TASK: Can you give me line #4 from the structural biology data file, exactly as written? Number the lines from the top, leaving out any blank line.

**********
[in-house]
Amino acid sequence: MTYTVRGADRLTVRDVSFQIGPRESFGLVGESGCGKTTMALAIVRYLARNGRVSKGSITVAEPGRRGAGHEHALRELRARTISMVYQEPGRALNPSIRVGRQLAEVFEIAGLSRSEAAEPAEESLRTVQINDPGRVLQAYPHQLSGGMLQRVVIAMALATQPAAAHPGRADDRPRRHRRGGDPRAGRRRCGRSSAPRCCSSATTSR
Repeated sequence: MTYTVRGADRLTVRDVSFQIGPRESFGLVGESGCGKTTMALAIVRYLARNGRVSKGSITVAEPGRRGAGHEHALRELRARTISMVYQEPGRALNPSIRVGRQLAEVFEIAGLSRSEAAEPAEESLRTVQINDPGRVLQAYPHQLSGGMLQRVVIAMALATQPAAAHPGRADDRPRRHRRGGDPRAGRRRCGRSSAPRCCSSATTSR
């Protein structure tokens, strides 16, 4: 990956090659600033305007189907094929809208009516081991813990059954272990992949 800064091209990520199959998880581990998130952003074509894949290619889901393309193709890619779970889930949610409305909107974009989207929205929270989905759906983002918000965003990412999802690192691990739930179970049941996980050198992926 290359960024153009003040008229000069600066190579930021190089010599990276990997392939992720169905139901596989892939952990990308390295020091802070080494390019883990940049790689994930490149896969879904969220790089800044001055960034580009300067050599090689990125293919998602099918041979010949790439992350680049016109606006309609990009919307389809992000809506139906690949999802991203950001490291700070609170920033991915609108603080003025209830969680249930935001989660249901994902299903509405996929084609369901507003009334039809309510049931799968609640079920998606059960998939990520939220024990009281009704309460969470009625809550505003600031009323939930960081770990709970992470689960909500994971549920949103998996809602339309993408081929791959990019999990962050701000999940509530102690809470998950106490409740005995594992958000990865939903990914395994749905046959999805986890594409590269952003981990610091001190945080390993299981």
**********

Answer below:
């Protein structure tokens, strides 16, 4: 990956090659600033305007189907094929809208009516081991813990059954272990992949 800064091209990520199959998880581990998130952003074509894949290619889901393309193709890619779970889930949610409305909107974009989207929205929270989905759906983002918000965003990412999802690192691990739930179970049941996980050198992926 290359960024153009003040008229000069600066190579930021190089010599990276990997392939992720169905139901596989892939952990990308390295020091802070080494390019883990940049790689994930490149896969879904969220790089800044001055960034580009300067050599090689990125293919998602099918041979010949790439992350680049016109606006309609990009919307389809992000809506139906690949999802991203950001490291700070609170920033991915609108603080003025209830969680249930935001989660249901994902299903509405996929084609369901507003009334039809309510049931799968609640079920998606059960998939990520939220024990009281009704309460969470009625809550505003600031009323939930960081770990709970992470689960909500994971549920949103998996809602339309993408081929791959990019999990962050701000999940509530102690809470998950106490409740005995594992958000990865939903990914395994749905046959999805986890594409590269952003981990610091001190945080390993299981």